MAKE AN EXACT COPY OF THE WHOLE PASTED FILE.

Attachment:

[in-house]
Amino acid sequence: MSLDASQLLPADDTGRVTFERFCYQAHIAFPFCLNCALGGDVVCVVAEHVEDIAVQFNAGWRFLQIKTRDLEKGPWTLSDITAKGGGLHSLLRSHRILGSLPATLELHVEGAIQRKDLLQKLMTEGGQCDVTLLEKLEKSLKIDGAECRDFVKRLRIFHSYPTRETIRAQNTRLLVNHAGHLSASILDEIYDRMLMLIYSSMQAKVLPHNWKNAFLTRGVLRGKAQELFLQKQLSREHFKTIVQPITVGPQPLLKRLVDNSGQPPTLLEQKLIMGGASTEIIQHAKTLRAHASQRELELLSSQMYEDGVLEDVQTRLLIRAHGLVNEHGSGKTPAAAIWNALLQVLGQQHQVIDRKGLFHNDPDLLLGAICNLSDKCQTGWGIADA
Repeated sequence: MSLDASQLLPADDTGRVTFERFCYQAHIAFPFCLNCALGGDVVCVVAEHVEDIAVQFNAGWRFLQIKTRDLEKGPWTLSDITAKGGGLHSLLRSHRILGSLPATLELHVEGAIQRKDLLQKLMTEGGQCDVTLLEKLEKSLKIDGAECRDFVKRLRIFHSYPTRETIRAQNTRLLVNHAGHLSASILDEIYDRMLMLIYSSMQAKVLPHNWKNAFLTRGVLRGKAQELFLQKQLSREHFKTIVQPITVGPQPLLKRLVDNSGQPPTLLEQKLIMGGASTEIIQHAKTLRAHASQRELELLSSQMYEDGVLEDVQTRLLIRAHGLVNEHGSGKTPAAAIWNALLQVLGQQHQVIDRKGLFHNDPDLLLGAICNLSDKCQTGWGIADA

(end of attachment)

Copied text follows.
[in-house]
Amino acid sequence: MSLDASQLLPADDTGRVTFERFCYQAHIAFPFCLNCALGGDVVCVVAEHVEDIAVQFNAGWRFLQIKTRDLEKGPWTLSDITAKGGGLHSLLRSHRILGSLPATLELHVEGAIQRKDLLQKLMTEGGQCDVTLLEKLEKSLKIDGAECRDFVKRLRIFHSYPTRETIRAQNTRLLVNHAGHLSASILDEIYDRMLMLIYSSMQAKVLPHNWKNAFLTRGVLRGKAQELFLQKQLSREHFKTIVQPITVGPQPLLKRLVDNSGQPPTLLEQKLIMGGASTEIIQHAKTLRAHASQRELELLSSQMYEDGVLEDVQTRLLIRAHGLVNEHGSGKTPAAAIWNALLQVLGQQHQVIDRKGLFHNDPDLLLGAICNLSDKCQTGWGIADA
Repeated sequence: MSLDASQLLPADDTGRVTFERFCYQAHIAFPFCLNCALGGDVVCVVAEHVEDIAVQFNAGWRFLQIKTRDLEKGPWTLSDITAKGGGLHSLLRSHRILGSLPATLELHVEGAIQRKDLLQKLMTEGGQCDVTLLEKLEKSLKIDGAECRDFVKRLRIFHSYPTRETIRAQNTRLLVNHAGHLSASILDEIYDRMLMLIYSSMQAKVLPHNWKNAFLTRGVLRGKAQELFLQKQLSREHFKTIVQPITVGPQPLLKRLVDNSGQPPTLLEQKLIMGGASTEIIQHAKTLRAHASQRELELLSSQMYEDGVLEDVQTRLLIRAHGLVNEHGSGKTPAAAIWNALLQVLGQQHQVIDRKGLFHNDPDLLLGAICNLSDKCQTGWGIADA